The Salon Tal Fortgang reading list!

FRIDAY, MAY 9, 2014

Most demonic college freshman in history: Tal Fortgang is the most demonic college freshman in world history.

So far.

Still, that makes him a college freshman. In turn, that makes Salon’s meltdown this week a bit of a milestone in the history in Salonist breakdowns concerning first-year students.

Background: Fortgang wrote a murky essay for a campus publication at Princeton. This could have been extremely important, except Fortgang is a freshman in college and no one cares what he writes or expects him to have much to say.

No one except the Salonistas! Complete with links, this is the reading list for the site’s upcoming MOOC, “Tal Fortgang and the rise of the demonic among college freshmen we’ve heard of:”
SUNDAY, MAY 4, 2014 05:03 PM EDT
“I’ll never apologize for my white privilege” guy is basically most of white America
Princeton University freshman Tal Fortgang is a jerk, but he's not an outlier on the issue of racism in America

MONDAY, MAY 5, 2014 02:49 PM EDT
We don’t need your apology, Princeton kid
Tal Fortgang wrote an essay saying he's not sorry for being male and white—but who asked him to be?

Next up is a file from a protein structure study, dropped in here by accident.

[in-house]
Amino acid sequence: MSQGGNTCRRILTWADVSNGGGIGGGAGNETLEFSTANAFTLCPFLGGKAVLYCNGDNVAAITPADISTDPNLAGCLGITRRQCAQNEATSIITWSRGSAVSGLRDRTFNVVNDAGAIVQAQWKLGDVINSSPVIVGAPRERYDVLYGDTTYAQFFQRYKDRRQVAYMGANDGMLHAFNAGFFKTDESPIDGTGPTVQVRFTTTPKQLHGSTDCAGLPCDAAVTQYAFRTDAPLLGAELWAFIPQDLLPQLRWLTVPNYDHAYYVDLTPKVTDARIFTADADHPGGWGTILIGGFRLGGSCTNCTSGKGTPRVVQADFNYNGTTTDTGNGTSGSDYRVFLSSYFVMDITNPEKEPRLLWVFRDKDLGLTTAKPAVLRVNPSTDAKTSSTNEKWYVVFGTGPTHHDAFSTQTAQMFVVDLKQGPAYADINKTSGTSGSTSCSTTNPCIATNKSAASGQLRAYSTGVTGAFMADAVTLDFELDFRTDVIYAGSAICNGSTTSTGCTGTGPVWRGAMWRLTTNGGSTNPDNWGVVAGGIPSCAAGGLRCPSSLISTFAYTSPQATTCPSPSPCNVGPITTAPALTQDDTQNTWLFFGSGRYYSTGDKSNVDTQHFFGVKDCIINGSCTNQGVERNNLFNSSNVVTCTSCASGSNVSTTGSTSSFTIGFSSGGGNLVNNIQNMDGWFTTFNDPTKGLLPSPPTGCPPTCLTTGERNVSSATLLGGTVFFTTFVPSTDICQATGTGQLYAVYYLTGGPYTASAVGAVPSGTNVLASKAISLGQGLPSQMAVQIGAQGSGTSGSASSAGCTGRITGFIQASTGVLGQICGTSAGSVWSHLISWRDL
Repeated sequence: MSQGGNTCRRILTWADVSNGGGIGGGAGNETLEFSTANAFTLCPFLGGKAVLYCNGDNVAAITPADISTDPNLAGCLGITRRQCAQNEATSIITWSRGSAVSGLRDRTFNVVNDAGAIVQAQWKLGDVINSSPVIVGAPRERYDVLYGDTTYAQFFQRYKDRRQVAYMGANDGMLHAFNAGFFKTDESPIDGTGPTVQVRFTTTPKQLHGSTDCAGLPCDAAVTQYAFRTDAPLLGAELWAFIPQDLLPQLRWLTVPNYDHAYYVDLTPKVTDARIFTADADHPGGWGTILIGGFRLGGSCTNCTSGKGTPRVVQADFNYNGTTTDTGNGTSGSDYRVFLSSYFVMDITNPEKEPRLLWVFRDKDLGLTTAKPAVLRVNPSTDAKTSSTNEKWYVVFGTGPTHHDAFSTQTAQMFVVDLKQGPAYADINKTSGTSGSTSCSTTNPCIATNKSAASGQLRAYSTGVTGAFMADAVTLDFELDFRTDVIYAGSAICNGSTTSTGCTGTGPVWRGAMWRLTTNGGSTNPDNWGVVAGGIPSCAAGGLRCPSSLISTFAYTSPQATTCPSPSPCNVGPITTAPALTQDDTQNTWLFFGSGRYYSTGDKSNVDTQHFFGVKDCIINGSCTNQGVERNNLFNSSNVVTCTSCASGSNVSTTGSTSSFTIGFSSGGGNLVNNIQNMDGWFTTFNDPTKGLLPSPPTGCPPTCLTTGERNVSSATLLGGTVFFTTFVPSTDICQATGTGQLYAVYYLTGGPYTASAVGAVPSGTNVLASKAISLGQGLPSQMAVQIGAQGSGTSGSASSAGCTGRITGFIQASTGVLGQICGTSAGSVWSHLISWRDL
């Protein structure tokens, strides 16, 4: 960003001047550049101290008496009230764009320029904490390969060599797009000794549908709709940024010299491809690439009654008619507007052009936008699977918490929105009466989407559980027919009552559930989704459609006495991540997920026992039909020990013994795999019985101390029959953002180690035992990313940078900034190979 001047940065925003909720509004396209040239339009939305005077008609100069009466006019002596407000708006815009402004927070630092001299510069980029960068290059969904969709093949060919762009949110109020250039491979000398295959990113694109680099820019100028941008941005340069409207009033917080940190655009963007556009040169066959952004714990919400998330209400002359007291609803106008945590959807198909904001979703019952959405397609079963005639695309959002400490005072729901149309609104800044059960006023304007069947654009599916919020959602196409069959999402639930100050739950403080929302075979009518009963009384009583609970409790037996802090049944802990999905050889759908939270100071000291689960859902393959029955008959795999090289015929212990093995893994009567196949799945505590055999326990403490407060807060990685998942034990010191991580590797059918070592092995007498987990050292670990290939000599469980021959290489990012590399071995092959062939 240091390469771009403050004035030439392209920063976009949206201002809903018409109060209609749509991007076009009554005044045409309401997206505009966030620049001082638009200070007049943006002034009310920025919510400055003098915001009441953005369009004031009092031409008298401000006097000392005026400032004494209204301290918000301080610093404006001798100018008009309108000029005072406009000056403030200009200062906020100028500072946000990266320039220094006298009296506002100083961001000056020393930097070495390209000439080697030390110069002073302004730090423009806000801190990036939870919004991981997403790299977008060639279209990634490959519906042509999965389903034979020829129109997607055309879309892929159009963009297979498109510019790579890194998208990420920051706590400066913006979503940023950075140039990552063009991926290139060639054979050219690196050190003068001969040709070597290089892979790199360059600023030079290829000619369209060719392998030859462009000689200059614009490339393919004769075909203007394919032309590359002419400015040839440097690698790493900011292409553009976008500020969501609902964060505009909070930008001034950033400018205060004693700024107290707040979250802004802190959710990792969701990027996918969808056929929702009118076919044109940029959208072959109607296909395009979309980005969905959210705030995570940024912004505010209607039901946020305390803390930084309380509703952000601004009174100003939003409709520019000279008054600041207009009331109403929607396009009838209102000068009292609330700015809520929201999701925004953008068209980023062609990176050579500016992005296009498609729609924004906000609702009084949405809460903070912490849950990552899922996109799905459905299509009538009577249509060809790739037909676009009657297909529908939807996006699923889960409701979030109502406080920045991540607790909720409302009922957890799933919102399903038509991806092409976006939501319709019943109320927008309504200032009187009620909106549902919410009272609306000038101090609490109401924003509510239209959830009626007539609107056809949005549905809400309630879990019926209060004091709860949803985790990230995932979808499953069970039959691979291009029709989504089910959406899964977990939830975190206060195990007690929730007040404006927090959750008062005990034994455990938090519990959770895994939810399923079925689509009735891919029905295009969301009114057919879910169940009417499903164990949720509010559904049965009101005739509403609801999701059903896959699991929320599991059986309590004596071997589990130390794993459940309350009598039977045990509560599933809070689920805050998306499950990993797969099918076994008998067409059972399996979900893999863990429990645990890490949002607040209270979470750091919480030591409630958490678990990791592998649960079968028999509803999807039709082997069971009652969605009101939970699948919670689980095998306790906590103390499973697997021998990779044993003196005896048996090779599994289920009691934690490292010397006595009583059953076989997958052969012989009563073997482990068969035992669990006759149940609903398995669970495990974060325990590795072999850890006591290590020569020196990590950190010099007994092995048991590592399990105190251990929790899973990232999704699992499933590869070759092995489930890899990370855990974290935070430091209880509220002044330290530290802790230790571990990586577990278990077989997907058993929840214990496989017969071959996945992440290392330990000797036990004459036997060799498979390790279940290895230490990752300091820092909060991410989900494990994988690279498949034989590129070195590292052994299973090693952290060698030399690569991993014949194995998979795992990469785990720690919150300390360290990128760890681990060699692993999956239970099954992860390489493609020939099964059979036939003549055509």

MONDAY, MAY 5, 2014 07:07 PM EDT
Princeton, check your privilege (or at least your PR strategy)
From Susan Patton to Tal Fortgang—what is going on at Princeton?

TUESDAY, MAY 6, 2014 12:45 PM EDT
The 5 most regrettable student Op-Eds
Tal Fortgang is not the first undergrad to pen a polemic that will surely haunt him for many years to come

TUESDAY, MAY 6, 2014 02:45 PM EDT
Right-wing wunderkind syndrome: What’s really behind the popularity of Tal Fortgang?
A Princeton freshman pens a defense of white privilege and gets famous. But why him? And why now?

WEDNESDAY, MAY 7, 2014 07:45 AM EDT
How whites should talk about white privilege: (Hint, it’s not like Tal Fortgang)
The Fortgang and Stephen Colbert debates are missing this: Outspoken white allies who acknowledge their privilege

THURSDAY, MAY 8, 2014 12:45 PM EDT
Bye-bye, whiny white dudes: Tucker Carlson, Tal Fortgang and the weakening grip of entitlement
The relevance of jerks like Fortgang and Carlson has never been more tenuous—which is why they're whining harder

FRIDAY, MAY 9, 2014 02:48 PM EDT
White privilege 101: Here’s the basic lesson Paul Ryan, Tal Fortgang and Donald Sterling need